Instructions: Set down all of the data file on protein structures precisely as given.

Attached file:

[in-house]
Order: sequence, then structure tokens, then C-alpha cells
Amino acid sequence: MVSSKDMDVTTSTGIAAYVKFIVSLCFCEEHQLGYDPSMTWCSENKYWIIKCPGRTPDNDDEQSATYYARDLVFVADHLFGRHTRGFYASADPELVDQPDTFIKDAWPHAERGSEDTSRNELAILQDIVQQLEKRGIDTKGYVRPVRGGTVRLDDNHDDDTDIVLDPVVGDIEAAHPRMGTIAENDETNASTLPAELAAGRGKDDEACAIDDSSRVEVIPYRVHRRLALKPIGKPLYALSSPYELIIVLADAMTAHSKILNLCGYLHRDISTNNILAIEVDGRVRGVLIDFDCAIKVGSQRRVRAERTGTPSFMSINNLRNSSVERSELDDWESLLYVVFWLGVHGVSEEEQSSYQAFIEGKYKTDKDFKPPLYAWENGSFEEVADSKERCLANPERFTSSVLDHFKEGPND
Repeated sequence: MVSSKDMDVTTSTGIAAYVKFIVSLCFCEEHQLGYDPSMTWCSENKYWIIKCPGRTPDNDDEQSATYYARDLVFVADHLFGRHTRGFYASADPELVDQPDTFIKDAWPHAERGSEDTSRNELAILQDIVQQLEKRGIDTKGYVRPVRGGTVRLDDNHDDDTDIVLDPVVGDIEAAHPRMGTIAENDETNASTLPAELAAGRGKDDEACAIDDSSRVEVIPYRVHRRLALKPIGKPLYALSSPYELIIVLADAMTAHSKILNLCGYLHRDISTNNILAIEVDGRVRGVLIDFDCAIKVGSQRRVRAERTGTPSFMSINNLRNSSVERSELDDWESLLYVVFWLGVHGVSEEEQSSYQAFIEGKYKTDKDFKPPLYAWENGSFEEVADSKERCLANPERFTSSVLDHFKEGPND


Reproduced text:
[in-house]
Order: sequence, then structure tokens, then C-alpha cells
Amino acid sequence: MVSSKDMDVTTSTGIAAYVKFIVSLCFCEEHQLGYDPSMTWCSENKYWIIKCPGRTPDNDDEQSATYYARDLVFVADHLFGRHTRGFYASADPELVDQPDTFIKDAWPHAERGSEDTSRNELAILQDIVQQLEKRGIDTKGYVRPVRGGTVRLDDNHDDDTDIVLDPVVGDIEAAHPRMGTIAENDETNASTLPAELAAGRGKDDEACAIDDSSRVEVIPYRVHRRLALKPIGKPLYALSSPYELIIVLADAMTAHSKILNLCGYLHRDISTNNILAIEVDGRVRGVLIDFDCAIKVGSQRRVRAERTGTPSFMSINNLRNSSVERSELDDWESLLYVVFWLGVHGVSEEEQSSYQAFIEGKYKTDKDFKPPLYAWENGSFEEVADSKERCLANPERFTSSVLDHFKEGPND
Repeated sequence: MVSSKDMDVTTSTGIAAYVKFIVSLCFCEEHQLGYDPSMTWCSENKYWIIKCPGRTPDNDDEQSATYYARDLVFVADHLFGRHTRGFYASADPELVDQPDTFIKDAWPHAERGSEDTSRNELAILQDIVQQLEKRGIDTKGYVRPVRGGTVRLDDNHDDDTDIVLDPVVGDIEAAHPRMGTIAENDETNASTLPAELAAGRGKDDEACAIDDSSRVEVIPYRVHRRLALKPIGKPLYALSSPYELIIVLADAMTAHSKILNLCGYLHRDISTNNILAIEVDGRVRGVLIDFDCAIKVGSQRRVRAERTGTPSFMSINNLRNSSVERSELDDWESLLYVVFWLGVHGVSEEEQSSYQAFIEGKYKTDKDFKPPLYAWENGSFEEVADSKERCLANPERFTSSVLDHFKEGPND